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Castle on Loch

What's the Difference Between a Castle and a Palace?

Posted on 25 Jan 2017


Castles ignite the imagination. When you wander around you envision grand feasts and gorgeous aristocrats. You feel as if you’ve been transported to the past.

As you explore you start to question things: whose room is this? Is that a secret passage? Why is that small chair worth more than the combined value of all the houses in my neighborhood?

But then the questions stop.

They’re replaced by one question that jeopardises the meaning of everything you’re experiencing: Is this actually a castle? There are no turrets, there’s no moat and it looks utterly useless for siege warfare. In fact, compared to most castles it looks like a namby-pamby. So why isn’t it called a ‘Palace’ or ‘ House’?

What’s more is that there are loads of places that pose this problem, take a look at these culprits:

Culzean Castle

Plush interior, pristine gardens, perfect greenhouse: you’d be forgiven for thinking this was a countryside pad rather than a castle.


Highclere Castle

We don’t think this impeccably trim garden is going to ward off any Norman invasions.

So what is it that makes a castle? Is it the walls? The moats? Is there a defining feature at all? Well, like lots of answers to questions on definition, it’s a mixture of many things. So let’s begin with a quick look at the etymology.

The Etymology

The word ‘castle’ derives from the old English word ‘castel’, which meant village. Villages were often fortified, but in peaceful times the villages expanded, leaving only the central part fortified. The twists and turns of the English language then created the word ‘castle’ to describe this fortified part of villages and towns.

And now the Oxford English Dictionary defines a castle as ‘a large building, typically of the medieval period, fortified against attack with thick walls, battlements, towers, and often a moat’.

So here’s our first answer: a castle can be defined as being architecturally prepared for battle.

But hold on. This doesn’t answer our question. Because those buildings above are called castles, but they look as architecturally prepared for battle as a fruit pastille. So let’s look at the word ‘palace’ and see if that clears anything up.

Palace came from the Latin ‘palitium’. This was the name of a hill in Rome where the emperor lived. Latin speaking Rome pretty much ruled the world, so it followed that the word ‘palitium’ was used for any building where nobility and rulers lived.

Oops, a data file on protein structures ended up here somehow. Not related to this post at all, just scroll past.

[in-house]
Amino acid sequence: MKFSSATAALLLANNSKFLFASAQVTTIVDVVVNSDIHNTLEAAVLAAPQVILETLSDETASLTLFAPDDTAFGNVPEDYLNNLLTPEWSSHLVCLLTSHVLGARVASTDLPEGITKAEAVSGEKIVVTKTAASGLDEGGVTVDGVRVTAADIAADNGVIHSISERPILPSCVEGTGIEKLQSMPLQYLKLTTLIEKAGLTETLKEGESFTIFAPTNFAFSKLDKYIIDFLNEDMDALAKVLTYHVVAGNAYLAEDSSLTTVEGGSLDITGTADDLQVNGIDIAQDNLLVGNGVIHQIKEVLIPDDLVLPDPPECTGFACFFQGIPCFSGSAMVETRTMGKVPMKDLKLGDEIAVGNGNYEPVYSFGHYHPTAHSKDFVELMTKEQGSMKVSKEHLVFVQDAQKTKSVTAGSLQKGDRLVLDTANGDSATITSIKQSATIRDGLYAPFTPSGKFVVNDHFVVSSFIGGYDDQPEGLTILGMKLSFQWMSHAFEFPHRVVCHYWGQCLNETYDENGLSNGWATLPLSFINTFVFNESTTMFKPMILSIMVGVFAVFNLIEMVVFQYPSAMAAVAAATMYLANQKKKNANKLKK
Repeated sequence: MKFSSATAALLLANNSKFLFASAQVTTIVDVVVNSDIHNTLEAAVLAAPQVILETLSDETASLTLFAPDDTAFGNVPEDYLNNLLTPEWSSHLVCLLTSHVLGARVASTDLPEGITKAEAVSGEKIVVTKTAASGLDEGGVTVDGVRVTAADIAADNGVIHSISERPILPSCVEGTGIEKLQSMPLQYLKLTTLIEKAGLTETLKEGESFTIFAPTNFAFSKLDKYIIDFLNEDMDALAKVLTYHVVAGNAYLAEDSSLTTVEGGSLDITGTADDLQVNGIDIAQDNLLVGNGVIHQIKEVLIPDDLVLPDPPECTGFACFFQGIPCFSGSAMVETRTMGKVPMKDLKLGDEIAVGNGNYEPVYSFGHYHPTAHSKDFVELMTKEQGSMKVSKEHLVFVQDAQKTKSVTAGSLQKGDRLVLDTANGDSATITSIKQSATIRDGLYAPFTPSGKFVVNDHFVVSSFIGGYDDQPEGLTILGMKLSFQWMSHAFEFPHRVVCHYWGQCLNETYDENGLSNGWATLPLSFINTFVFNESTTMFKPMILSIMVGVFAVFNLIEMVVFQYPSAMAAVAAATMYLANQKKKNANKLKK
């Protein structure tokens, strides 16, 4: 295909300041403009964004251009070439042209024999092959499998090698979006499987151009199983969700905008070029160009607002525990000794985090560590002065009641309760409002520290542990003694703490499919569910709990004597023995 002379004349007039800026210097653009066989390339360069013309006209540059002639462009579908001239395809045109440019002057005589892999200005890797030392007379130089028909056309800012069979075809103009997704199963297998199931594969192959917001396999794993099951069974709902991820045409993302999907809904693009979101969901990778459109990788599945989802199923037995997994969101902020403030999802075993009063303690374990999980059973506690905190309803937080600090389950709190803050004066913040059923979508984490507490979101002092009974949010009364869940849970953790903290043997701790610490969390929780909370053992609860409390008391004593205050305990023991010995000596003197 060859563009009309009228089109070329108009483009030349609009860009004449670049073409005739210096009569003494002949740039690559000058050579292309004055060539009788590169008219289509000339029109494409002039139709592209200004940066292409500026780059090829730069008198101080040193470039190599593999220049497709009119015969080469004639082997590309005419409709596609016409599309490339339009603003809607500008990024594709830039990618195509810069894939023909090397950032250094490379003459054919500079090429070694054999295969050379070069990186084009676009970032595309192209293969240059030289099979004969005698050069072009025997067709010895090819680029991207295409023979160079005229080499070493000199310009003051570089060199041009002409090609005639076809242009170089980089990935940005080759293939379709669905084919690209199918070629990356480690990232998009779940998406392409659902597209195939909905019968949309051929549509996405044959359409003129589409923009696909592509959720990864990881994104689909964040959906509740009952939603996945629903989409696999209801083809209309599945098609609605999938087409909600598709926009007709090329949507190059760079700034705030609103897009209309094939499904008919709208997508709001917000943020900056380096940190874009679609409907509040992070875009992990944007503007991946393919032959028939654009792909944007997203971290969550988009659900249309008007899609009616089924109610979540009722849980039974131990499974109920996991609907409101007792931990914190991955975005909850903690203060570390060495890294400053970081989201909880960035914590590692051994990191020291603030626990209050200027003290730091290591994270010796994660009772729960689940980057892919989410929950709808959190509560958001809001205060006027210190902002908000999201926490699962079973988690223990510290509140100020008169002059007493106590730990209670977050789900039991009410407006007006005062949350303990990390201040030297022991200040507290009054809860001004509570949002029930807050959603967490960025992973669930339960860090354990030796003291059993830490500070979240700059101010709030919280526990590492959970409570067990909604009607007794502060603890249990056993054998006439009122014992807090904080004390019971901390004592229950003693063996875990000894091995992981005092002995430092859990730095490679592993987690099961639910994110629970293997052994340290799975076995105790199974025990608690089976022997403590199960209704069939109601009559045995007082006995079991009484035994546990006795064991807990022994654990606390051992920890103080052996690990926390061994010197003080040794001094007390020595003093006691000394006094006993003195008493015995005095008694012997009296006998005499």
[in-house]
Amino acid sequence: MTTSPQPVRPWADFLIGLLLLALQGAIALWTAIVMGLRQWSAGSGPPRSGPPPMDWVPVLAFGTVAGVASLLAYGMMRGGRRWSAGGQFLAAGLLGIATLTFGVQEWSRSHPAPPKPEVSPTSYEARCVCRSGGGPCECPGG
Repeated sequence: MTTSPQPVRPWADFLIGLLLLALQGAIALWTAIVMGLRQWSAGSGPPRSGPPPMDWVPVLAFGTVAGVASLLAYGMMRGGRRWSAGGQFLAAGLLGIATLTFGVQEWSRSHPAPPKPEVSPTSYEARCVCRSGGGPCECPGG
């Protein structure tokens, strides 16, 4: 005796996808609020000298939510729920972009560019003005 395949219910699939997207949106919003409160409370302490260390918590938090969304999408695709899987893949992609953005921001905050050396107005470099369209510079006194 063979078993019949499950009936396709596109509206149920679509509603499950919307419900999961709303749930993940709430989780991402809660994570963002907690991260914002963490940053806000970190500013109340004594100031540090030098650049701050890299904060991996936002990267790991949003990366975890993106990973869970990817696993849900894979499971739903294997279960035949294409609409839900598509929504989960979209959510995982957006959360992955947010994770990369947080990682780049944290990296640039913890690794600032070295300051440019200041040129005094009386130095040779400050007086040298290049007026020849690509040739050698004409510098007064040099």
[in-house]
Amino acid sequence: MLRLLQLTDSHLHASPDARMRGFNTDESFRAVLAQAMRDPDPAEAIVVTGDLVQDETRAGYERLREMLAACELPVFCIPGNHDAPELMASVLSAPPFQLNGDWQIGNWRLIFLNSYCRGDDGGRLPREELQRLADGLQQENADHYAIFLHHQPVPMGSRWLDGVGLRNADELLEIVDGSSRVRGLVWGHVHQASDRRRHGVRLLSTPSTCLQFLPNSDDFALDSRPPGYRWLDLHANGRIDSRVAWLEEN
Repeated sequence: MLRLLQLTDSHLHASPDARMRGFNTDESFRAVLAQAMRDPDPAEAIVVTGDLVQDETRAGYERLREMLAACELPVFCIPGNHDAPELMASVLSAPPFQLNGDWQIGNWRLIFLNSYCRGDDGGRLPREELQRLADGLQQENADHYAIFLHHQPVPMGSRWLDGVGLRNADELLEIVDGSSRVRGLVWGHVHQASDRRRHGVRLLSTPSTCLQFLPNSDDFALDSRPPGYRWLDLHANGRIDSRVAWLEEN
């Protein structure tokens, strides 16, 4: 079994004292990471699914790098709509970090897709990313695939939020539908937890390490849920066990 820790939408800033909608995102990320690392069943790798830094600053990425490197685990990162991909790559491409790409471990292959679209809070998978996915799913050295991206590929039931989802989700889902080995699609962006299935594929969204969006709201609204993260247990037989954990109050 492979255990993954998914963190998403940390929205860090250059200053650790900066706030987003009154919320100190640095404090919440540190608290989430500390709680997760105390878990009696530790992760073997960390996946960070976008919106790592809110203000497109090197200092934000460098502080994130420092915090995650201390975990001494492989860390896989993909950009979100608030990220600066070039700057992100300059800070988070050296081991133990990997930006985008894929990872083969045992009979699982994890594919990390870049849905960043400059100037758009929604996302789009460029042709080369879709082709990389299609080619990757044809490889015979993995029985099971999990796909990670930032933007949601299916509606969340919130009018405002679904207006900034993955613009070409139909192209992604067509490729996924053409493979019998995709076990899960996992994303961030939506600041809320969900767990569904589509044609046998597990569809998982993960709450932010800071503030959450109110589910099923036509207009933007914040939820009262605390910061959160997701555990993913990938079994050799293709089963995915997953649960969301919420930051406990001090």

The word was then Francophised and Anglicised into the word ‘palace’: “A large and impressive building forming the official residence of a ruler, pope, archbishop…” So a ‘palace’ is an elite residence.

But wait a second. This doesn’t clear anything up and still doesn’t answer your question. It makes it even more confusing, because loads of castles have been homes to royalty and rulers, and yet they’re still called castles.

The Answer

So here’s where we get to the bottom of it. Castles that aren’t suited for battle are called castles because they were either built on top of an old castle or are a seriously renovated old castle.

People stopped needing such defensive buildings because of widespread sovereignty and the changes in the technology used in warfare. This meant any castle rebuild or renovation in the UK after the 18th century, had the sole purpose of making something grand and fancy. And after the beatifications the stakeholders kept the name ‘castle’. Hence why you’ll find lavish castles.

So what about the palace problem?

Palaces are only palaces if they are exceptionally lavish and built with the intention of being a home. So you can’t call any old building a palace just because royalty decides to live there for a while; it had to have been built for that purpose.

So that’s your answer.

As always there are exceptions. People won’t always take heed of the rules and just call their modern one-bedroom flat in Nottingham a castle anyway. But this isn’t really a problem. Because at the end of the day, castle is really just a name.

Well, we hope this helped answer your question. And if you want to let your architectural passions go wild, you can check out some our tours that focus on castles and palaces. We have day tours to Alnwick Castle and Culzean Castle, a 3 day tour in Ireland to Blarney Castle, a 4 day Scottish Castle Experience, and many more.


Top image by ©VisitEngland Images/Mike Kipling

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